Under such circumstances, democratic mechanisms are beginning to lose their meaning and are becoming an expensive luxury. The country is ruled by unaccountable officials who are entrenched in their positions by the Civil Service Act. The power of the lowest clerk in the ministry is almost absolute. What he writes in the file is very, very difficult to remove. All the superiors merely sign off on the file, and so, like a knife through butter, terrible things can pass through the legislative process that are extremely difficult to correct. Anyone could cite plenty of examples of legislative blunders and nonsense. The political parties are unable to prevent this, because they do not have their own expert apparatus capable of analysing emerging legislation, opposing it politically and ensuring that it is in line with the party or government programme. Members then very often vote mechanically according to instructions.
There is an insurmountable departmentalism in the executive, which is facilitated by the coalition nature of governance, whereby the various parties in government create their own encapsulated allowances out of the ministries they have won, whose sanctity they protect from others, especially the Prime Minister.
Another problem is the fragmentation of public power through the emergence of self-governing territorial democracy. The existence of self-governing regions has created largely autonomous regional power centres, further weakening the national leadership of the main political parties. They cease to be a unified organism and become a conglomerate of regional interest groups, further fragmenting national politics and limiting the agency of the leadership. Creating a unified political line is also very difficult at the intra-party level.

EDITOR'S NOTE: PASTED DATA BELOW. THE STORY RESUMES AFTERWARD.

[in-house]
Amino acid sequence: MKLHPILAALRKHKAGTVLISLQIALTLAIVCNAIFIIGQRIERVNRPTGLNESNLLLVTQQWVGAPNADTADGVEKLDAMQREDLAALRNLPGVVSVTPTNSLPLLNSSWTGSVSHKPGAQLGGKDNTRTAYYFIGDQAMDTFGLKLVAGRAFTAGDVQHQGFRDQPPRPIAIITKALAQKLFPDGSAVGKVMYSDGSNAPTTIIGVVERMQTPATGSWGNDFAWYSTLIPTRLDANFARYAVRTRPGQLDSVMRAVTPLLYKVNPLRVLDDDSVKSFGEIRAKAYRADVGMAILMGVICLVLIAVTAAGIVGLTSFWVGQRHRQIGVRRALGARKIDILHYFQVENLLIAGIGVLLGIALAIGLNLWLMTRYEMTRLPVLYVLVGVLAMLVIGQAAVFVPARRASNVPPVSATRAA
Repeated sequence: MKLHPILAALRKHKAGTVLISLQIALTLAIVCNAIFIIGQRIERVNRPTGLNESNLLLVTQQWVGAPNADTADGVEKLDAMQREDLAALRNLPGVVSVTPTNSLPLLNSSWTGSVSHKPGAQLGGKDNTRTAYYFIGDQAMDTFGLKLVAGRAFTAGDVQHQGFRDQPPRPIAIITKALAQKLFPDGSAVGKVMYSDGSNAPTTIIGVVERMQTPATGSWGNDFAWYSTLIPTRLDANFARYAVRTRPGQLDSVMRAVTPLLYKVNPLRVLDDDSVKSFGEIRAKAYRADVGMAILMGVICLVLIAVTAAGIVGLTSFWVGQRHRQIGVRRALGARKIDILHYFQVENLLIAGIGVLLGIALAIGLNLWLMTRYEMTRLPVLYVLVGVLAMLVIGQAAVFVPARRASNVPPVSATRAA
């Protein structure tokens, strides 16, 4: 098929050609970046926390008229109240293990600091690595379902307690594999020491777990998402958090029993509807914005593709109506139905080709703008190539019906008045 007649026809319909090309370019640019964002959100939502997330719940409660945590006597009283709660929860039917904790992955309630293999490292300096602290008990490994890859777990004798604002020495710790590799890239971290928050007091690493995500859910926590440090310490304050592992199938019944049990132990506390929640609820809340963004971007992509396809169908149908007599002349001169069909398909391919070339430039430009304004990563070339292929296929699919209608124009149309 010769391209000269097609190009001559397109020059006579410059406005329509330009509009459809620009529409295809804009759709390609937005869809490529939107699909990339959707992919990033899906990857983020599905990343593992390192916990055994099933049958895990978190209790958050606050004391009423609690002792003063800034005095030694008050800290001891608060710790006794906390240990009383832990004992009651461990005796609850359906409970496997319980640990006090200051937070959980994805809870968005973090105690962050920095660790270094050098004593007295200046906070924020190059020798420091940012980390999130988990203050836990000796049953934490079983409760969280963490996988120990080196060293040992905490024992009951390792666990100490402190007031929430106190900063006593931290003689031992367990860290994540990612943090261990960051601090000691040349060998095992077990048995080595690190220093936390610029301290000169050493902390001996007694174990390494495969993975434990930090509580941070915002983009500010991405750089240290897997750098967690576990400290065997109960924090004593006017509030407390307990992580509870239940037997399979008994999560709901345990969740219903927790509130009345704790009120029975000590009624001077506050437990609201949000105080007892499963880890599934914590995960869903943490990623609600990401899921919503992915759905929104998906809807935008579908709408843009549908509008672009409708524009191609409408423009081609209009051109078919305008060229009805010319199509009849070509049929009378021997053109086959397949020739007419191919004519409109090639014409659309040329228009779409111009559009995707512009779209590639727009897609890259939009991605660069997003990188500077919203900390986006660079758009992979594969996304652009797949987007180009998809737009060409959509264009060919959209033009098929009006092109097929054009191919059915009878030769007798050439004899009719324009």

The proliferation of more and more so-called independent, i.e. unaccountable to anyone, regulatory bodies widens the field for the exercise of bureaucratic arbitrariness, as does the encapsulated judiciary which is out of any public control and which is intruding into the executive.
Basic democratic principles are then negated by current practice within the EU, where the Brussels bureaucracy, without any democratic legitimacy, creates rules and regulations that national authorities can only adopt and apply. Here, any democratic link and accountability of those who govern to the electorate and citizens is completely absent.
Politicians' interest becomes only re-election, their thinking horizons are completely subordinated to this objective, anything that goes beyond the length of a term of office hardly gets priority. The result is irresponsibility, expediency, wastefulness and ineffectiveness. The electoral cycle totally distorts and almost precludes responsible governance. This is to say nothing of the threat to the legitimacy and fairness of the electoral process and the political democracy based on it posed by such 'innovations' as the proliferation of postal and internet voting, which enable electoral fraud and manipulation.
The result of these general conditions, only some of which have been mentioned above and which are not even specifically Czech in most cases, is unfortunately a system in which the citizen is increasingly alienated from the government and his or her opinion is very often completely ignored. Practical politics is dominated by empty promises, irresponsibility, alibis, incompetence and conformism.
We should therefore abandon a dismissive attitude towards other countries that do not meet the criteria that we ourselves have set for their political systems. The defects of our system, which are leading to an apparent crisis, require serious evaluation and a search for a remedy. This should be our main focus, so that we can set a real and convincing example to others. This is not yet the case and cannot be the case.
Jiří Weigl, Lidové Noviny, 8 January 2022
Translated with DeepL.com (free version). The title is a parody of a quote from Vladislav Vančura's "Summer of Caprice"